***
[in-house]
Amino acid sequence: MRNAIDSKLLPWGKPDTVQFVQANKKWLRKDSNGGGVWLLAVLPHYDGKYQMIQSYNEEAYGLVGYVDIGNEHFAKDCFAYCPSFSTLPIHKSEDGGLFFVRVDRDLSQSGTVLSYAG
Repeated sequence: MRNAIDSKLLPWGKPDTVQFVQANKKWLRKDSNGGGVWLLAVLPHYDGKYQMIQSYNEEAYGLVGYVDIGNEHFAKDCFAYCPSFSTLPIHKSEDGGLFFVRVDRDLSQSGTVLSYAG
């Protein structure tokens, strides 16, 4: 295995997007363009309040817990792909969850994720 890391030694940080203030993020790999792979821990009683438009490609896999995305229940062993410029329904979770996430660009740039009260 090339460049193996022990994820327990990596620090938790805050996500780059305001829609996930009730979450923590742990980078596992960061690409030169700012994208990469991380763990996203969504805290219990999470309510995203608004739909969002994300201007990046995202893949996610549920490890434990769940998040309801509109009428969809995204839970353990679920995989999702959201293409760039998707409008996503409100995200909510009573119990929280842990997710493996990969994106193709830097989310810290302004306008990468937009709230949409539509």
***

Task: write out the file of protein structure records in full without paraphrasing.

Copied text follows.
[in-house]
Amino acid sequence: MRNAIDSKLLPWGKPDTVQFVQANKKWLRKDSNGGGVWLLAVLPHYDGKYQMIQSYNEEAYGLVGYVDIGNEHFAKDCFAYCPSFSTLPIHKSEDGGLFFVRVDRDLSQSGTVLSYAG
Repeated sequence: MRNAIDSKLLPWGKPDTVQFVQANKKWLRKDSNGGGVWLLAVLPHYDGKYQMIQSYNEEAYGLVGYVDIGNEHFAKDCFAYCPSFSTLPIHKSEDGGLFFVRVDRDLSQSGTVLSYAG
């Protein structure tokens, strides 16, 4: 295995997007363009309040817990792909969850994720 890391030694940080203030993020790999792979821990009683438009490609896999995305229940062993410029329904979770996430660009740039009260 090339460049193996022990994820327990990596620090938790805050996500780059305001829609996930009730979450923590742990980078596992960061690409030169700012994208990469991380763990996203969504805290219990999470309510995203608004739909969002994300201007990046995202893949996610549920490890434990769940998040309801509109009428969809995204839970353990679920995989999702959201293409760039998707409008996503409100995200909510009573119990929280842990997710493996990969994106193709830097989310810290302004306008990468937009709230949409539509």